||Conquer Cancer Health News
Accurate Diagnosis Two New Tests Predict Cancer Outcome PET Scan denoting a patient whose tumor was eradicated. M. McManus (HO)
NEW ORLEANS - Two new
approaches to diagnosing cancer could save
many patients from needless surgery and better
predict whether patients are doomed to die of
the disease, doctors said today.
One approach uses positron emission tomography
(PET) scans to see if a tumor is still alive and spreading,
while another looks for the telltale proteins produced by
the most dangerous kinds of tumors.
Currently, doctors use X-rays and a souped-up X-ray
called a computed tomography, or CT, scan to diagnose
"CT gives a very good description of the shape and
structure of masses such as tumors, but it is no good at
telling what is going on in these structures," Dr. Michael
McManus of the Peter MacCallum Cancer Institute in
East Melbourne, Australia, told reporters.
"PET can see inside the mass."
Scanning Cell Activity
A PET scan looks at actual cell activity. Tumors use more
glucose than normal tissue, so radioactive glucose can be
given to a patient and then tracked using PET.
Two teams of researchers told a meeting of the
American Society of Clinical Oncology (ASCO) in New
Orleans about using PET scans to help lung cancer
McManus used PET scans on 56 lung cancer patients
whose tumors could not be removed surgically. They get
chemotherapy or radiation, but the treatment does not
usually work well.
"We know that expectations of cure in this type of
therapy is much less than 20 percent," McManus said.
PET Scan Finds Sneaky Tumors
When patients were examined after treatment, many
seemed to have been "cured" according to a CT scan, but
PET scans showed their tumors were still active.
And in some people who seemed to have a tumor
when X-rayed using CT scans, PET showed the mass
was dead tissue. PET scans also showed when cancer
cells invaded a lymph node that appeared normal on a CT
scan because it had not yet begun to grow or change
Patients whose tumors looked active on the PET scans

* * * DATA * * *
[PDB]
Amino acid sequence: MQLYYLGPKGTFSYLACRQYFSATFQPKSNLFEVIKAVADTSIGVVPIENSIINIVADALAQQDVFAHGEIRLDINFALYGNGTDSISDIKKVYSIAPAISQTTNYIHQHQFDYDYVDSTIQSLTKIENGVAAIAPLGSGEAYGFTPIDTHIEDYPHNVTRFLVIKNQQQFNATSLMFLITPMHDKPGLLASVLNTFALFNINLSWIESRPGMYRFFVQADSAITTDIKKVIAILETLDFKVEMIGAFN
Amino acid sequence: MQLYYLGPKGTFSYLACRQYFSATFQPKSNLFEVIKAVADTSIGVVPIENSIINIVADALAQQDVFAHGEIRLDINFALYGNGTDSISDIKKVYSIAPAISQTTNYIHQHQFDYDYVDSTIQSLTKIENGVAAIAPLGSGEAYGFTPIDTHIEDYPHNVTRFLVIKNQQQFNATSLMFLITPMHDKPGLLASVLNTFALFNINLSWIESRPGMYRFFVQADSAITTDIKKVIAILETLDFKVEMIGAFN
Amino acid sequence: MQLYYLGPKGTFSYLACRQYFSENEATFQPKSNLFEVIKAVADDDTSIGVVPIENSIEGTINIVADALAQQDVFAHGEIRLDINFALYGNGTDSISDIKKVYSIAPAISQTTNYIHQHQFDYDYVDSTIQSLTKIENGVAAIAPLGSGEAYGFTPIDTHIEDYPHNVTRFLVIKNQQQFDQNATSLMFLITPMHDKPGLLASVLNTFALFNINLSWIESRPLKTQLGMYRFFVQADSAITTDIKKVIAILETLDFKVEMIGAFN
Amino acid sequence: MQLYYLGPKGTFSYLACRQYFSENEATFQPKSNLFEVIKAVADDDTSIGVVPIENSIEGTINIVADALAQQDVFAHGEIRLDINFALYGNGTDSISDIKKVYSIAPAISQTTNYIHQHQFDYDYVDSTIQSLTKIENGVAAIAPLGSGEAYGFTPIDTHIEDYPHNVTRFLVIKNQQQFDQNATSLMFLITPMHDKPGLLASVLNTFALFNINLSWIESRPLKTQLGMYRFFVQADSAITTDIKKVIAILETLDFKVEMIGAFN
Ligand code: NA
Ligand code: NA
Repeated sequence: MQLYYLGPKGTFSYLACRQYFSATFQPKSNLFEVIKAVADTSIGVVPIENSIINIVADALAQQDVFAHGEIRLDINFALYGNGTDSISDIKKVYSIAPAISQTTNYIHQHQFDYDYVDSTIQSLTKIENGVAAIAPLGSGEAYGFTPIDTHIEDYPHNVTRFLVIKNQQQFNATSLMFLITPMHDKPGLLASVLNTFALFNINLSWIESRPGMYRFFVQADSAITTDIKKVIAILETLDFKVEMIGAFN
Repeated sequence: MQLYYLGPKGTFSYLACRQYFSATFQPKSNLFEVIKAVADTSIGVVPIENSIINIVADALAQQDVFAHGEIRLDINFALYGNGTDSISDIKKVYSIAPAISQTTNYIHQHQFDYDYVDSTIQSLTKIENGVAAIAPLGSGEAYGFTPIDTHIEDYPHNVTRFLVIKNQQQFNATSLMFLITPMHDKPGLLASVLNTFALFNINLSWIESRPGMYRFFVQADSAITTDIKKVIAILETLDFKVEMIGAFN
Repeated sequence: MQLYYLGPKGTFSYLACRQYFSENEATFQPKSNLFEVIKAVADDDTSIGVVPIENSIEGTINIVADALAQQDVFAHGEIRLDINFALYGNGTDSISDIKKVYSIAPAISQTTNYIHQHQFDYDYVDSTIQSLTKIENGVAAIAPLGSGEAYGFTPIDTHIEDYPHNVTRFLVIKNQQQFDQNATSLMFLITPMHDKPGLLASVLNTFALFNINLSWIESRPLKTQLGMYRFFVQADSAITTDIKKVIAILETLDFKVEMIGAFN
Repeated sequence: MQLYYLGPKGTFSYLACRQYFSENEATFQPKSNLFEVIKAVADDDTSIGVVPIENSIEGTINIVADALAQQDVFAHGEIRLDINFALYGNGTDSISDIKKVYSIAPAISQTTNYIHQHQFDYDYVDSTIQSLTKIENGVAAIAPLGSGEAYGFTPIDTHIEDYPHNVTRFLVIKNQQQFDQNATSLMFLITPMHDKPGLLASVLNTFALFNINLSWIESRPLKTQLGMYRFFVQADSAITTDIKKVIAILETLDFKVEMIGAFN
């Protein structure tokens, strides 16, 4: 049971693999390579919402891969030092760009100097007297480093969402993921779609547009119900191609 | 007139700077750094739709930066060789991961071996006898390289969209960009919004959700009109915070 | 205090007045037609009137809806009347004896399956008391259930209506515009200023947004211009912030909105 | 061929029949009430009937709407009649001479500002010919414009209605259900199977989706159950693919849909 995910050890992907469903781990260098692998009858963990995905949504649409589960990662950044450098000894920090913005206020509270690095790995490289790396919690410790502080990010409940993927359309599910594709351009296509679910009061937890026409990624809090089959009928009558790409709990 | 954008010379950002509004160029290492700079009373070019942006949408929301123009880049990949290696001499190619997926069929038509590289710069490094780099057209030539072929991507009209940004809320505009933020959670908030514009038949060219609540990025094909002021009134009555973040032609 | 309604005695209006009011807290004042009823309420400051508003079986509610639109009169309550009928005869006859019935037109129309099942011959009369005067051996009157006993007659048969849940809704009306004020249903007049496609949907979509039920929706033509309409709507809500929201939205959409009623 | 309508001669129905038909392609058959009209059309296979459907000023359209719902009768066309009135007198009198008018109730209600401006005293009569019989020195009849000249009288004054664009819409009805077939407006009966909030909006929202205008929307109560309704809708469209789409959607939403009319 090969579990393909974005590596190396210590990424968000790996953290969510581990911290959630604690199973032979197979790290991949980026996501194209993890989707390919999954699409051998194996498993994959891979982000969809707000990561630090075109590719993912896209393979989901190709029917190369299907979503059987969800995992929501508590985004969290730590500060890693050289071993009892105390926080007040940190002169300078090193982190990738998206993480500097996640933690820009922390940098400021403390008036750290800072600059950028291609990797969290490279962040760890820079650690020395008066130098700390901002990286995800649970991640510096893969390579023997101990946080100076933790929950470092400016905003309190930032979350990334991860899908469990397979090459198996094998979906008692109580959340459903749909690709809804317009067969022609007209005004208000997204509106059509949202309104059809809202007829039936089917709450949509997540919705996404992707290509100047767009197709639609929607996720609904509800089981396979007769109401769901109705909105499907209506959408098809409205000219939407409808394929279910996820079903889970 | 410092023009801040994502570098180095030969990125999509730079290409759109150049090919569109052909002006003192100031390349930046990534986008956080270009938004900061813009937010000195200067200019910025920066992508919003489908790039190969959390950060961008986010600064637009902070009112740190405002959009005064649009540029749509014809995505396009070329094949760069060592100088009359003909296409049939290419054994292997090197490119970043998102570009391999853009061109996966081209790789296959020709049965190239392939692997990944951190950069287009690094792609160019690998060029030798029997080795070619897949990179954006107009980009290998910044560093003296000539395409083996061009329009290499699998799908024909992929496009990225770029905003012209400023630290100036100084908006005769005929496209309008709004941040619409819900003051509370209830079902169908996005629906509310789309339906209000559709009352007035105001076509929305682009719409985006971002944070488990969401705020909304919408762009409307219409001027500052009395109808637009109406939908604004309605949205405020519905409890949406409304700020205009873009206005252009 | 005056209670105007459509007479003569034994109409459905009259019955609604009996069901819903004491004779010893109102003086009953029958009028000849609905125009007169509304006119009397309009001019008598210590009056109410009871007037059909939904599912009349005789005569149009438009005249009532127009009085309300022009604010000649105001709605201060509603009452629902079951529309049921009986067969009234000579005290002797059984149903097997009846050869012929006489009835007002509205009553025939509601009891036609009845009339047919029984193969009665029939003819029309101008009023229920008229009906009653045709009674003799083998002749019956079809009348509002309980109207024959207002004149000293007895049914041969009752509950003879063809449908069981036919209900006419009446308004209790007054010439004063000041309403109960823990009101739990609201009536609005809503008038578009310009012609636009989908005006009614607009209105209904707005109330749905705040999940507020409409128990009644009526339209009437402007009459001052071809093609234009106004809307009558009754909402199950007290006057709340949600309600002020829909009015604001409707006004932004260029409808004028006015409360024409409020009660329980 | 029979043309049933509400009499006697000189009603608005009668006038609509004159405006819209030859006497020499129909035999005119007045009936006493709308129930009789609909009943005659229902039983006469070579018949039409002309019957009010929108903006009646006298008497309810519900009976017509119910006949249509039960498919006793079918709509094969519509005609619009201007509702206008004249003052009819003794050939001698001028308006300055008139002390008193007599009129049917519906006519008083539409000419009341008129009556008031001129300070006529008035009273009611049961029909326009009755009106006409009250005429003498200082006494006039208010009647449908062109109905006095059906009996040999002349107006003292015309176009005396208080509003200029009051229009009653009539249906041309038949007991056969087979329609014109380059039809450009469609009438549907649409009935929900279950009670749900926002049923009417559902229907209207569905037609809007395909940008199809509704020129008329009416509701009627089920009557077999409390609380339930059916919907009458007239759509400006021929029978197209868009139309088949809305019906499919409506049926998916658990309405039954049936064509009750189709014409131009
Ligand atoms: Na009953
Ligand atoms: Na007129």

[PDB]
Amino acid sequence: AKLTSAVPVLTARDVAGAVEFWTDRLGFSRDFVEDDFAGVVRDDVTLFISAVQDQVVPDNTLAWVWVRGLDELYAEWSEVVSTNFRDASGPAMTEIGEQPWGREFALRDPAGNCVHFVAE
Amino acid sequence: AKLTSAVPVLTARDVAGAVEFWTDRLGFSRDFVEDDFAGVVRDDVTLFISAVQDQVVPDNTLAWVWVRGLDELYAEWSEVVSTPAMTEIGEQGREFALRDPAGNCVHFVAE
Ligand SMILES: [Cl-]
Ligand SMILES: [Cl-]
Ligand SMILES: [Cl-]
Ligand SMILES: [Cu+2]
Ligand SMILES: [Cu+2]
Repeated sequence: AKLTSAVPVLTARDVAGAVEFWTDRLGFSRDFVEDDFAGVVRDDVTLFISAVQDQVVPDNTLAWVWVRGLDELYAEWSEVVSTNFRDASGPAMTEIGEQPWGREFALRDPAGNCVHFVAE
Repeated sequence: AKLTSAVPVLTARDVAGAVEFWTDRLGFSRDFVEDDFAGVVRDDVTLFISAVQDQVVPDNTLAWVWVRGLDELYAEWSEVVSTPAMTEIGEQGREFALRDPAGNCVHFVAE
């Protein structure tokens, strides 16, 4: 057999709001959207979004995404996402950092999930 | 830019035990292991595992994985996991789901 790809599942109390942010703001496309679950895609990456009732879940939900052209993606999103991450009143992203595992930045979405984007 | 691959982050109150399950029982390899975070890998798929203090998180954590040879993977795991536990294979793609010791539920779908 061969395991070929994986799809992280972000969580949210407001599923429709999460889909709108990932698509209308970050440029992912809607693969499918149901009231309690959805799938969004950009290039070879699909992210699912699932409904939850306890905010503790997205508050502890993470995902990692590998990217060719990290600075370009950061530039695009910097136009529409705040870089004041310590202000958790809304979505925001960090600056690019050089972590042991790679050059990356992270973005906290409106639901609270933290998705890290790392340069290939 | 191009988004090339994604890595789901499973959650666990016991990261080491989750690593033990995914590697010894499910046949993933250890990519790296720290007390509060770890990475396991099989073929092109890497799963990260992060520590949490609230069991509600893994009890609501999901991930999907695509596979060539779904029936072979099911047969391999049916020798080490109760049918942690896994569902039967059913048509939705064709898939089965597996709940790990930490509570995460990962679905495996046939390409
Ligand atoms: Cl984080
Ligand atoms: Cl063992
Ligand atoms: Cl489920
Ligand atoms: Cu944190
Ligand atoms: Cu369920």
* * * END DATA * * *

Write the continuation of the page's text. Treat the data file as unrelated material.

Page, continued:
had four times the risk of dying, and patients whose PET
scans showed the cancer was still progressing had a 45
times greater risk of dying, McManus reported.
"It seems that most of those patients are doomed to
die of their disease," he said.
Dr. Harm van Tinteren of the Comprehensive Cancer
Centre in Amsterdam said PET scans might be used to
help doctors tell which patients might be helped by
surgery or other treatments, and which ones have
hopeless cancers and might be best served by treatment
that eases their pain while they die.
He said up to half of all patients have a disease that,
after surgery, is seen to be more serious than first
His team studied 96 lung cancer patients who received
standard lab tests and 92 patients who got standard tests
plus a PET scan.
"PET more accurately shows the extent and stage of
disease," Van Tinteren said.
McManus said the PET scans also worked for other
cancers such as melanoma, a deadly form of skin cancer,
head and neck cancer and colon cancer.
Predicting the Dangers
A third team of researchers took another approach to
predicting which cancers are the most dangerous.
Dr. Giles Cox of the Leicester Royal Infirmary in
Britain examined tumors taken from 168 patients and
looked for proteins either associated with dangerous
tumors, or known to be involved in tumor growth and
"We looked at the number of blood vessels in each
tumor," Cox said. Tumors grow blood vessels to feed
themselves, a process known as angiogenesis.
They also looked at the levels of enzymes known as
matrix metalloproteinases (MMPs), which are involved in
breaking down and rebuilding tissue so that tumors can
spread, and for a receptor, a kind of cellular doorway,
called epidermal growth factor receptor (EGFR).
"If the tumor had a high number of blood vessels,
MMP-2, MMP-9 and growth factor receptors, then there
was an 84 percent chance of cancer mortality in these
patients," Cox told reporters.
If a patient's tumor had none of these factors, the
chance of death was only 36 percent.
"We can identify those at high risk of recurrence," Cox
said. "The prospect of treatment tailored to the individual
patient and to the individual tumor characteristics, we
believe, is possible."
Drugs are being developed that specifically interfere
with MMPs and with various tumor growth factors.